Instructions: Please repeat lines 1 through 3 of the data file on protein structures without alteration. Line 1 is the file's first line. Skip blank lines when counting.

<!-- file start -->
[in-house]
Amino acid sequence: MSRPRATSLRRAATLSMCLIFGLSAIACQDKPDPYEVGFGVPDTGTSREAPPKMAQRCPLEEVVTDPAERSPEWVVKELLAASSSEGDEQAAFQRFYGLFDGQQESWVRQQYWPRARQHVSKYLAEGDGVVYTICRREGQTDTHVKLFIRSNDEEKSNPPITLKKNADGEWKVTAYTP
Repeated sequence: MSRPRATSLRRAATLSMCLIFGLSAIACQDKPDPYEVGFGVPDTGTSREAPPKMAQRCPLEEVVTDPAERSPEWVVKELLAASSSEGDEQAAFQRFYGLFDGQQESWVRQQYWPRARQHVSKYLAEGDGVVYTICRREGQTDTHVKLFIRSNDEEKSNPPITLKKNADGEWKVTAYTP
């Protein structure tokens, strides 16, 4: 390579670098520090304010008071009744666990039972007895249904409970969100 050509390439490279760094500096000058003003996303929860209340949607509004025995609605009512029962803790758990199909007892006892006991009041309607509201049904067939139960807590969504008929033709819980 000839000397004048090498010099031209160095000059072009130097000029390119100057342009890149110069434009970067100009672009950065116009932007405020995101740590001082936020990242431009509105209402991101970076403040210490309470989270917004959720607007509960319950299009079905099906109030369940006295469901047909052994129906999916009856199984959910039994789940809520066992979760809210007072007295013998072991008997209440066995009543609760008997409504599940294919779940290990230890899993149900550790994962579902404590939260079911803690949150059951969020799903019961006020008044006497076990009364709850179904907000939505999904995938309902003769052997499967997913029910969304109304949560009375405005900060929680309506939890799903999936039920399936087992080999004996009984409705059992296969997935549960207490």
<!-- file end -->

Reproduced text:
[in-house]
Amino acid sequence: MSRPRATSLRRAATLSMCLIFGLSAIACQDKPDPYEVGFGVPDTGTSREAPPKMAQRCPLEEVVTDPAERSPEWVVKELLAASSSEGDEQAAFQRFYGLFDGQQESWVRQQYWPRARQHVSKYLAEGDGVVYTICRREGQTDTHVKLFIRSNDEEKSNPPITLKKNADGEWKVTAYTP
Repeated sequence: MSRPRATSLRRAATLSMCLIFGLSAIACQDKPDPYEVGFGVPDTGTSREAPPKMAQRCPLEEVVTDPAERSPEWVVKELLAASSSEGDEQAAFQRFYGLFDGQQESWVRQQYWPRARQHVSKYLAEGDGVVYTICRREGQTDTHVKLFIRSNDEEKSNPPITLKKNADGEWKVTAYTP